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George Gregory Houston is a 2014 graduate of the PhD Program in Leadership and Change at Antioch University.


Dr. George Houston with his committee at his Dissertation Defense.

Left to Right : Dr. Laura Morgan Roberts, Committee Member, Dr. George Houston, Dr. Carol Baron, Dissertation Chair, Dr. Alan Guskin, Committee Member.

[Not Shown: Dr. Karen Eriksen, External Reader]

Document Type

Dissertation

Publication Date

2014

Abstract

The role of leadership continues to be a consistent topic of discussion whether you are considering the seminal work of Stogdill (1974), Burns (1978), Kouzes and Posner (1995), or Van Hooser's (2013) Leaders Ought to Know, one of Amazon's 2013 Top Ten Leadership books. A consistent question in leader development circles is-how can leaders be more effective in their role given the current state of leadership? One dimension of leadership development that is often overshadowed, downplayed, minimized, or completely ignored is the concept of spirituality. If the spiritual development of individual leaders can be integrated with other accepted leadership skills, such as job specific technical skills, emotional intelligence, and physical fitness, then there is an exponentially greater possibility that both the ineffective and the good leader will improve their effectiveness. Without improving the effectiveness of individual leaders and the organizations they lead, not only we can expect a continued decline of leadership as we know it, but all aspects of society, organizations, groups, and individuals will be compromised on multiple levels. In this study, the relationship between spirituality and leadership effectiveness was explored in ways that identify spirituality as an additional factor that may contribute to the effectiveness of leaders. Based on study findings a definition of spirituality is proposed: Spirituality is accessing a universal understanding that life can be greatly enhanced in all relationships by developing our inner wholeness and other connectedness. Survey results indicated that six Campbell Leadership IndexTM items that were rated as at least quite descriptive of spirituality by 80% of the respondents. These items included: considerate, encouraging, enthusiastic, helpful, trusting, and trustworthy. Correlation analysis found that the spirituality items were correlated to the Executive Dimensions leader effectiveness competencies, particularly in the area of Leading Others and Leading by Personal Example. T-tests showed that the six spirituality items distinguished between high and low scores on most of the sixteen Executive Dimensions competencies, except in some of the Leading the Business competencies. Regression analysis showed that the spirituality items most influenced the competencies of forging synergy and interpersonal savvy. The results of this study are a part of the next step in affording spirituality its place in the development of leaders alongside more traditional leadership competencies or behaviors. The electronic version of this dissertation is at Ohiolink ETD Center, www.ohiolink.edu/etd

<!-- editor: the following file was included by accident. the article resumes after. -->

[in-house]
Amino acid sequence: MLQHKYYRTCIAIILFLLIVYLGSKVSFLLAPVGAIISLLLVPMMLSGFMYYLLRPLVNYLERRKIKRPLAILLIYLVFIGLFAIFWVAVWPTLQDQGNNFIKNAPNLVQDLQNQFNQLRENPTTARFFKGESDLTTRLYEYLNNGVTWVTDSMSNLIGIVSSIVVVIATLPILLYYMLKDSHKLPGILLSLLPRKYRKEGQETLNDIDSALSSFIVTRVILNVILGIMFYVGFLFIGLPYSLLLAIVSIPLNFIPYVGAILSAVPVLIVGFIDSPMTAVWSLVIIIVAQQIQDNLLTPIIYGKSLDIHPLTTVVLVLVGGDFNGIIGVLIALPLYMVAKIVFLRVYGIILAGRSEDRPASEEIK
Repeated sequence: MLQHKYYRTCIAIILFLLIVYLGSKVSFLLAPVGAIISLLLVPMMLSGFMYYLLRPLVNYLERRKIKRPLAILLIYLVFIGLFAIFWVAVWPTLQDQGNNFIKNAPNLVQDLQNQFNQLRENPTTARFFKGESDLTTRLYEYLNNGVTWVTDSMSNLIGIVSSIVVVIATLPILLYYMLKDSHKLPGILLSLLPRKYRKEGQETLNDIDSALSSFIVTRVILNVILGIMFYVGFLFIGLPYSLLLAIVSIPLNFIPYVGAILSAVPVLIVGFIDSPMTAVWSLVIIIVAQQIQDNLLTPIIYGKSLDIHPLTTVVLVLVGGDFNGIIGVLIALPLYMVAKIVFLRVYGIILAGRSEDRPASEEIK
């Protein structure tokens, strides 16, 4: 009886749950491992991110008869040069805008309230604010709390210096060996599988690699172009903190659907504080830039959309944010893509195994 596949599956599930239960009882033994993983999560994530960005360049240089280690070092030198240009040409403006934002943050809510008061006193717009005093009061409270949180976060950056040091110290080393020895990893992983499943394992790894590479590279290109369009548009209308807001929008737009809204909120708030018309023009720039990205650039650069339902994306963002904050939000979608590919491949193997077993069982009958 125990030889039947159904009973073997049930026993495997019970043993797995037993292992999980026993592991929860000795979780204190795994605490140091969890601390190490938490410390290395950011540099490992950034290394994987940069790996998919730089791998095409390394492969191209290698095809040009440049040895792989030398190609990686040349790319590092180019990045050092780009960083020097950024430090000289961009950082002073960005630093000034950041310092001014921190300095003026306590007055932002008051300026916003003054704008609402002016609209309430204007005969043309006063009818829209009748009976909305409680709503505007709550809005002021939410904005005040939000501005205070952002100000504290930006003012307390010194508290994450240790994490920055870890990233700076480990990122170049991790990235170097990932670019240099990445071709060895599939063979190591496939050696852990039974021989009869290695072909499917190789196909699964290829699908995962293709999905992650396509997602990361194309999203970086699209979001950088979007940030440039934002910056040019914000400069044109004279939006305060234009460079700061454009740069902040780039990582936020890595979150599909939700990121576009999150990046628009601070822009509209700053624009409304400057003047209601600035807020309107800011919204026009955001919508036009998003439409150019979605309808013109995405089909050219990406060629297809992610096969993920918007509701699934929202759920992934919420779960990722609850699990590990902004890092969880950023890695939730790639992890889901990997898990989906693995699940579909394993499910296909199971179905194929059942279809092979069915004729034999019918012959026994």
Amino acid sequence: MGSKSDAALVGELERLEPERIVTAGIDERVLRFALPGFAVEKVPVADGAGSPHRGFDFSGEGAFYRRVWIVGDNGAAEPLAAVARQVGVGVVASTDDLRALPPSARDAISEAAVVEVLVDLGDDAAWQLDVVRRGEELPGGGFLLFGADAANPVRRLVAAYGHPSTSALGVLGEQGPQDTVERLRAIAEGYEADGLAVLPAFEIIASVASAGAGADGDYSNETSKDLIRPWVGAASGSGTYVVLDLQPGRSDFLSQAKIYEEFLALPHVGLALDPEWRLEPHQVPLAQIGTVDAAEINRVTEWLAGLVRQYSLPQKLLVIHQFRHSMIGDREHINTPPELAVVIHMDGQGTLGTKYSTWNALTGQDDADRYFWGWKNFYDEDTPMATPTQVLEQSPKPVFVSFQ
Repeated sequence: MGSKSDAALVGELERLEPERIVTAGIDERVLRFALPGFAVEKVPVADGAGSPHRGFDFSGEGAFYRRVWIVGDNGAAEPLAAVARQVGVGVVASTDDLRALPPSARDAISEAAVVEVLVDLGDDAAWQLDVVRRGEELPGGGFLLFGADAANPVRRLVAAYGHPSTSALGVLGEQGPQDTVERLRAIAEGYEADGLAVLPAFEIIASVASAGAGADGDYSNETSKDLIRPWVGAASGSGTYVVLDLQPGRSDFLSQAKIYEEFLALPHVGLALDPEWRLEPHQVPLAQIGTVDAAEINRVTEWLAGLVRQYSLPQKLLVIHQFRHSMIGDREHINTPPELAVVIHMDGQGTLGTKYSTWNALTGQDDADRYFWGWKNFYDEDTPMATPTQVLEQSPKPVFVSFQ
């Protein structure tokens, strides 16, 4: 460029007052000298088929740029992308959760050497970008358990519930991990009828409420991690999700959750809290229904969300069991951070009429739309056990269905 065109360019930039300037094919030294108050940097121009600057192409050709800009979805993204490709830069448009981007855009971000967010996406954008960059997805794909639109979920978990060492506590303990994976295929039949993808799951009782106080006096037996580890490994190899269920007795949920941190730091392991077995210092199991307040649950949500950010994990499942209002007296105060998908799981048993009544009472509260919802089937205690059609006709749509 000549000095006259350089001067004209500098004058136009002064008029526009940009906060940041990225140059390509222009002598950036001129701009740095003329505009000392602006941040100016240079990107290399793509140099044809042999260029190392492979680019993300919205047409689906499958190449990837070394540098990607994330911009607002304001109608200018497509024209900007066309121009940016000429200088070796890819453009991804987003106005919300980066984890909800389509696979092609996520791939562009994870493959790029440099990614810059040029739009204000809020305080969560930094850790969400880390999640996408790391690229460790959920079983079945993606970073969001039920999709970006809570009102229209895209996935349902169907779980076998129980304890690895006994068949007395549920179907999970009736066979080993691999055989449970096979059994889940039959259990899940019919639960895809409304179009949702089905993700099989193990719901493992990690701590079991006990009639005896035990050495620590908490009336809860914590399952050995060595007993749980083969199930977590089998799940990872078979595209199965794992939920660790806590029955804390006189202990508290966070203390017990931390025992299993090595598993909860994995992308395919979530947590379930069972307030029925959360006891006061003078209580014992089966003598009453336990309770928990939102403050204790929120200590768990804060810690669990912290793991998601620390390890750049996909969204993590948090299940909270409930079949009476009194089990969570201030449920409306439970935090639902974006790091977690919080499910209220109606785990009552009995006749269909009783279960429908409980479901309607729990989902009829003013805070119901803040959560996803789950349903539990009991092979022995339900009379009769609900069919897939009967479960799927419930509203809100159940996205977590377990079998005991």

Comments

George Houston, Ph.D.

Global Markets Design & Delivery Manager

Center for Creative Leadership

Current Role

George is the Global Markets Design & Delivery Manager at the San Diego, CA campus. In this role he is responsible for the overall strategic utilization of faculty and he assures the design integrity in client proposals and programs. His client work spans a wide array of businesses and industries including government, insurance, pharmaceutical, legal, medical, manufacturing, software, all levels of education, and all branches of the military at the senior level. His work during the past five years has focused primarily on senior executives and their teams. In September 2010 George Led a CCL team into Iraq to support the US State Department and the Department of Defense with Operation New Dawn. George is also a certified executive coach. His work takes him across the country and around the world (South Africa, Dubai, Abu Dhabi, Canada, Iraq, Belgium, and Switzerland).

Educational Background

George’s undergraduate degree is in history and his graduate degree in education, both from Colorado State University. He is a graduate of the PhD Program in Leadership and Change at Antioch University 2014

Professional Affiliations

George’s leadership profile includes publishing Wholeness at Work, an article on social identity at work and contributing to a Guidebook, Social Identity. In 2011 he co-authored Boundary Spanning Across Leadership Cultures: A Leadership Strategy for the Comprehensive Approach; this was a summary of CCL work with Operation New Dawn.

He has over 25 years of community service that includes the Center for the Prevention of Domestic Violence, Ronald McDonald House, Court Appointed Special Advocates (CASA), a USATF sports club, Speed, Inc., and Atlas Preparatory School.